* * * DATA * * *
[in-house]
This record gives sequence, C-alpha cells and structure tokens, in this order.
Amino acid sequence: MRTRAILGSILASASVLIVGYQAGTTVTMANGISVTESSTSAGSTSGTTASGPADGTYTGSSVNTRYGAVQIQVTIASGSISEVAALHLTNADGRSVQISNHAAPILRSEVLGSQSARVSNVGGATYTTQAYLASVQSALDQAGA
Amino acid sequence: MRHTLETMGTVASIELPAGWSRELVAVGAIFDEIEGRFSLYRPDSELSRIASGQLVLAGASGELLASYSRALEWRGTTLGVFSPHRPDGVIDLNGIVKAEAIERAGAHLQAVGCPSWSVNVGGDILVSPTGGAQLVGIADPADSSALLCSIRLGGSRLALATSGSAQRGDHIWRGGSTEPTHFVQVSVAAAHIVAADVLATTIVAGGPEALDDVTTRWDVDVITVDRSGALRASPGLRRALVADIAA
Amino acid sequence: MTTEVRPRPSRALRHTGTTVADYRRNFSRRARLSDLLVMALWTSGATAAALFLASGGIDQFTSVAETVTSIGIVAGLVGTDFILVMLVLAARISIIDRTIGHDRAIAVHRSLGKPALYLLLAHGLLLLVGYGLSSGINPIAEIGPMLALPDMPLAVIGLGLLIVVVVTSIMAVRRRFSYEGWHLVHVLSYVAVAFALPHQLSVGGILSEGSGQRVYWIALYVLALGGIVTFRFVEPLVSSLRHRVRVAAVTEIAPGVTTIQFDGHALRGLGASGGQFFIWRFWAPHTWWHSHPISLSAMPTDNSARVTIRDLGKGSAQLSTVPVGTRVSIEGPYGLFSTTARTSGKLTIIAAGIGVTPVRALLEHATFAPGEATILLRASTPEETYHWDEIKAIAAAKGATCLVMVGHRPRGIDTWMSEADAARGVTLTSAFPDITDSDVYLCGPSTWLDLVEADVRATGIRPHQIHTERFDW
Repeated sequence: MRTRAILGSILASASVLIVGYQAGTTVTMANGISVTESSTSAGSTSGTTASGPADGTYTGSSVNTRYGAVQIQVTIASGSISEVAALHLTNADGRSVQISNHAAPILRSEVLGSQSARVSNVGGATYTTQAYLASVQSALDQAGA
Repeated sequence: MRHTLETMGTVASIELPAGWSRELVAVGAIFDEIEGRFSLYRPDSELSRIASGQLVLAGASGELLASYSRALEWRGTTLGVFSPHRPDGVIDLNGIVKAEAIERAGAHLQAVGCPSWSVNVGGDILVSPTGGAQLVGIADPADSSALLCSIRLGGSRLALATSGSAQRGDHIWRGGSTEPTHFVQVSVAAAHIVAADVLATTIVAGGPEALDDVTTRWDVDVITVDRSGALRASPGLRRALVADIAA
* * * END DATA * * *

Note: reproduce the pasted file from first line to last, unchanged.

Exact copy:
[in-house]
This record gives sequence, C-alpha cells and structure tokens, in this order.
Amino acid sequence: MRTRAILGSILASASVLIVGYQAGTTVTMANGISVTESSTSAGSTSGTTASGPADGTYTGSSVNTRYGAVQIQVTIASGSISEVAALHLTNADGRSVQISNHAAPILRSEVLGSQSARVSNVGGATYTTQAYLASVQSALDQAGA
Amino acid sequence: MRHTLETMGTVASIELPAGWSRELVAVGAIFDEIEGRFSLYRPDSELSRIASGQLVLAGASGELLASYSRALEWRGTTLGVFSPHRPDGVIDLNGIVKAEAIERAGAHLQAVGCPSWSVNVGGDILVSPTGGAQLVGIADPADSSALLCSIRLGGSRLALATSGSAQRGDHIWRGGSTEPTHFVQVSVAAAHIVAADVLATTIVAGGPEALDDVTTRWDVDVITVDRSGALRASPGLRRALVADIAA
Amino acid sequence: MTTEVRPRPSRALRHTGTTVADYRRNFSRRARLSDLLVMALWTSGATAAALFLASGGIDQFTSVAETVTSIGIVAGLVGTDFILVMLVLAARISIIDRTIGHDRAIAVHRSLGKPALYLLLAHGLLLLVGYGLSSGINPIAEIGPMLALPDMPLAVIGLGLLIVVVVTSIMAVRRRFSYEGWHLVHVLSYVAVAFALPHQLSVGGILSEGSGQRVYWIALYVLALGGIVTFRFVEPLVSSLRHRVRVAAVTEIAPGVTTIQFDGHALRGLGASGGQFFIWRFWAPHTWWHSHPISLSAMPTDNSARVTIRDLGKGSAQLSTVPVGTRVSIEGPYGLFSTTARTSGKLTIIAAGIGVTPVRALLEHATFAPGEATILLRASTPEETYHWDEIKAIAAAKGATCLVMVGHRPRGIDTWMSEADAARGVTLTSAFPDITDSDVYLCGPSTWLDLVEADVRATGIRPHQIHTERFDW
Repeated sequence: MRTRAILGSILASASVLIVGYQAGTTVTMANGISVTESSTSAGSTSGTTASGPADGTYTGSSVNTRYGAVQIQVTIASGSISEVAALHLTNADGRSVQISNHAAPILRSEVLGSQSARVSNVGGATYTTQAYLASVQSALDQAGA
Repeated sequence: MRHTLETMGTVASIELPAGWSRELVAVGAIFDEIEGRFSLYRPDSELSRIASGQLVLAGASGELLASYSRALEWRGTTLGVFSPHRPDGVIDLNGIVKAEAIERAGAHLQAVGCPSWSVNVGGDILVSPTGGAQLVGIADPADSSALLCSIRLGGSRLALATSGSAQRGDHIWRGGSTEPTHFVQVSVAAAHIVAADVLATTIVAGGPEALDDVTTRWDVDVITVDRSGALRASPGLRRALVADIAA